EU asylum applications rise for first time since 2015 wave

Sallie Anderson

Asylum applications to the EU increased for the first time in 2015 since the migration crisis of 2015, according to the latest report from the European Asylum Assistance Office (Easo) on Thursday (25 June).

The Easo report shows that migration patterns in the EU differ substantially from nation to nation, and from north to south.

Half of all asylum applications in the EU were lodged in simply 3 member states – particularly, Germany (22 percent), France (17 percent) and Spain (16 percent).

On The Other Hand, in 2019, Cyprus, France, Greece, Malta and Spain got more asylum candidates than in 2015.

Since March 2020, there were an overall of 836,000 pending cases from people looking for asylum.

“The facts in this report show, we must manage migration better. It is clear that some countries could contribute a lot more,” stated commissioner for home affairs Ylva Johansson at the online launch of the Easo report.

“Migration has always been here, will always be here. Our task is to manage migration in an orderly way and to protect fundamental rights,” she added.

While the variety of applications from Syrian nationals declined somewhat in 2019 in contrast with the previous year, demands from Afghan and Venezuelan residents increased dramatically.

Venezuelan nationals lodged about 46,000 applications in 2019 – more than double than in the previous year.

Due to language and cultural connections, asylum applicants from Latin America lodged their applications generally in Spain.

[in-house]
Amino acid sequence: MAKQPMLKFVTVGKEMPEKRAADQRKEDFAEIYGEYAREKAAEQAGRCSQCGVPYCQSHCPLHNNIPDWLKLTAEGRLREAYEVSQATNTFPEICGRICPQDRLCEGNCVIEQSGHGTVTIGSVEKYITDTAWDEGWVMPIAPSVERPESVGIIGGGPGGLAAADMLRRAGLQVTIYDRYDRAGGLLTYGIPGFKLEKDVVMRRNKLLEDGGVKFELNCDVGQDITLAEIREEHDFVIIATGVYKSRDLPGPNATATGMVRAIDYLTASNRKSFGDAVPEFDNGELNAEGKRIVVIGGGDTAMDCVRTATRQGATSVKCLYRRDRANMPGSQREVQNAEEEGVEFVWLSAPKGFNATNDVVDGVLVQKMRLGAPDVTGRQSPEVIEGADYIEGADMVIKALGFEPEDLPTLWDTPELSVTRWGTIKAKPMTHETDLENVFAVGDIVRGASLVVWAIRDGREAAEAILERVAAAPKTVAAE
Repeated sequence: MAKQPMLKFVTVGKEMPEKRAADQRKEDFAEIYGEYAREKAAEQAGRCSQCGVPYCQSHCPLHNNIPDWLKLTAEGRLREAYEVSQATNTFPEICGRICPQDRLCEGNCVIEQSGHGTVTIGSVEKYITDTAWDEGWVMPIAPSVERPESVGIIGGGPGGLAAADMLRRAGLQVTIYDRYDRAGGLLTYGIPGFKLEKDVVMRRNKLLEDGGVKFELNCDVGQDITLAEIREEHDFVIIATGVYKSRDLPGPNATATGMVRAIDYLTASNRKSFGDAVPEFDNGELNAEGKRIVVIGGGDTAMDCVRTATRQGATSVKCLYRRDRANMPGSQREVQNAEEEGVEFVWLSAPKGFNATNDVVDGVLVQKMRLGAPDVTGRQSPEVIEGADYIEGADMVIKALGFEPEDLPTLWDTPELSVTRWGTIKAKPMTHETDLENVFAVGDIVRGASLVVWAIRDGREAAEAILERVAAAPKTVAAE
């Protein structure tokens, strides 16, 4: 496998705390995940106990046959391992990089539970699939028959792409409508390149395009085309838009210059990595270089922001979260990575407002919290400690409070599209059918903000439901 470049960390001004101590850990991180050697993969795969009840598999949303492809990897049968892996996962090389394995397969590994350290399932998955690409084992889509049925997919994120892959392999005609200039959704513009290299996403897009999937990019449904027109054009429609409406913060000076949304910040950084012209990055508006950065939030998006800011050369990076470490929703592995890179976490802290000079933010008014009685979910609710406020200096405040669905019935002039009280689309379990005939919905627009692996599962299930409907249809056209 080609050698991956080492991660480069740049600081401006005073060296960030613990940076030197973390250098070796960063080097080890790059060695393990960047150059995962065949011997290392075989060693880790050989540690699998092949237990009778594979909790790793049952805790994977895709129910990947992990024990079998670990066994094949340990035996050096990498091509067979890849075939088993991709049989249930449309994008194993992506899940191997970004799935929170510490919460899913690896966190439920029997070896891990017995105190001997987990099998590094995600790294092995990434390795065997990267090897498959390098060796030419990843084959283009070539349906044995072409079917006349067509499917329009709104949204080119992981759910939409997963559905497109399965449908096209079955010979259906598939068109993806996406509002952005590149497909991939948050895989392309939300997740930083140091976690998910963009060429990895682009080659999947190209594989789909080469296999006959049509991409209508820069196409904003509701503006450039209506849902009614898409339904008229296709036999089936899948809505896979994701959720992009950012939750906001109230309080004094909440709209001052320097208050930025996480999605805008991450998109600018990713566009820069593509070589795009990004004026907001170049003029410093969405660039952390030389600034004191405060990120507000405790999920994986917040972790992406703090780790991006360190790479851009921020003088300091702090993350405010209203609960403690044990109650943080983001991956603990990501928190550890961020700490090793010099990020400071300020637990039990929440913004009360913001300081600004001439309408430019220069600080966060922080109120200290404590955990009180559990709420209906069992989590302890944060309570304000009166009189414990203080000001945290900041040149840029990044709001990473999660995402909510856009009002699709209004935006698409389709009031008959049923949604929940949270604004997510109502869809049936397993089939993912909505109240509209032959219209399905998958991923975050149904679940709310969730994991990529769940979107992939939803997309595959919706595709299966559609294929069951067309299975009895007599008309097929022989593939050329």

Likewise, applications by Afghans were mainly lodged in Greece, in line with increased arrivals along the Eastern Mediterranean path.

Post Covid-19 boost anticipated

An overall of practically 912,000 people were waiting for a decision in Europe at the end of 2019.

While treatments take less than 2 months in some countries, lots of take around 17 months, and usually 25 percent of treatments in Europe takes longer than 2 years.

“The number of pending cases still awaiting a decision at the end of 2019 remained much higher compared to the pre-2015 level, illustrating the pressure under which asylum and reception systems are still operating,” checks out the report.

While the coronavirus pandemic minimized stockpiles in early 2020 as a result of momentary office closures, still there had to do with 836,000 pending cases at the end of March.

General, the coronavirus and national emergency situation steps resulted in an 87 percent decrease in asylum applications in current months.

Nevertheless, asylum demands were gradually increasing in May and Easo anticipate a boost in these numbers and the go back to pre-Covid-19 patterns.

“EU countries should be prepared for increases in asylum applications in the medium term, including due to the repercussions of Covid-19 on low-income countries,” they stated.

‘ Necessary’ vs quotas

The European Commission will provide the long-stalled Typical European Asylum System when member states reach an arrangement on the bloc’s long-lasting budget – the proposition is anticipated after the summer season.

“I’m quite optimistic that we can reach a proposal that can be accepted and adopted. Even though I understand it is also very difficult,” stated commissioner Johansson.

Following the arrival of about one million people in 2015, the EU’s policy-making surrounding migration has actually been stymied.

The commission’s proposition in 2016 required an automated system based upon quotas per member state however met stiff resistance from some countries.

Eastern European countries, especially Hungary and Poland, oppose any necessary system to rearrange asylum applicants throughout the bloc – while ‘frontline’ countries like Italy, Spain or Greece demand this element.

Johansson stated on Thursday that Europe requires a “mandatory solidarity mechanism,” however the style of the brand-new migration bundle is still uncertain since it should please all member states’ positions.

Spain will turn down any plan by the commission for not consisting of moving quotas, Spanish paper El País just recently reported.

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